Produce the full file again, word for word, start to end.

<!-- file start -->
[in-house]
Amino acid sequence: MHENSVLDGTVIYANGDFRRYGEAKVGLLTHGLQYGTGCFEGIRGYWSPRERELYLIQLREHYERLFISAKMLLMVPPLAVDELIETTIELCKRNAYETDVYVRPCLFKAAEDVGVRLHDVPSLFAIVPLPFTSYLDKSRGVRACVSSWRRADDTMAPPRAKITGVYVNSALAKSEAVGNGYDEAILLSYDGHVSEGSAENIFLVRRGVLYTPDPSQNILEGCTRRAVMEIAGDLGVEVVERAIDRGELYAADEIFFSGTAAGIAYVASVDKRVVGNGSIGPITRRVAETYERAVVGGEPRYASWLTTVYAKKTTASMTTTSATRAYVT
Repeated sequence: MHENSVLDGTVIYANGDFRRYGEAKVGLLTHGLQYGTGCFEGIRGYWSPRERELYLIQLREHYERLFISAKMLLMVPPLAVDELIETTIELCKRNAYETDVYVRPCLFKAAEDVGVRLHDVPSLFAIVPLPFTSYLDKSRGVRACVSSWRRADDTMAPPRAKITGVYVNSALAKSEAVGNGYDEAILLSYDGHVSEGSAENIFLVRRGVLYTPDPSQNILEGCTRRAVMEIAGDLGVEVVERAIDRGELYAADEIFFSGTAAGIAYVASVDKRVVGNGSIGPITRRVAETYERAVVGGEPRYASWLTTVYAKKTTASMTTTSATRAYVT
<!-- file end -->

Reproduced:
[in-house]
Amino acid sequence: MHENSVLDGTVIYANGDFRRYGEAKVGLLTHGLQYGTGCFEGIRGYWSPRERELYLIQLREHYERLFISAKMLLMVPPLAVDELIETTIELCKRNAYETDVYVRPCLFKAAEDVGVRLHDVPSLFAIVPLPFTSYLDKSRGVRACVSSWRRADDTMAPPRAKITGVYVNSALAKSEAVGNGYDEAILLSYDGHVSEGSAENIFLVRRGVLYTPDPSQNILEGCTRRAVMEIAGDLGVEVVERAIDRGELYAADEIFFSGTAAGIAYVASVDKRVVGNGSIGPITRRVAETYERAVVGGEPRYASWLTTVYAKKTTASMTTTSATRAYVT
Repeated sequence: MHENSVLDGTVIYANGDFRRYGEAKVGLLTHGLQYGTGCFEGIRGYWSPRERELYLIQLREHYERLFISAKMLLMVPPLAVDELIETTIELCKRNAYETDVYVRPCLFKAAEDVGVRLHDVPSLFAIVPLPFTSYLDKSRGVRACVSSWRRADDTMAPPRAKITGVYVNSALAKSEAVGNGYDEAILLSYDGHVSEGSAENIFLVRRGVLYTPDPSQNILEGCTRRAVMEIAGDLGVEVVERAIDRGELYAADEIFFSGTAAGIAYVASVDKRVVGNGSIGPITRRVAETYERAVVGGEPRYASWLTTVYAKKTTASMTTTSATRAYVT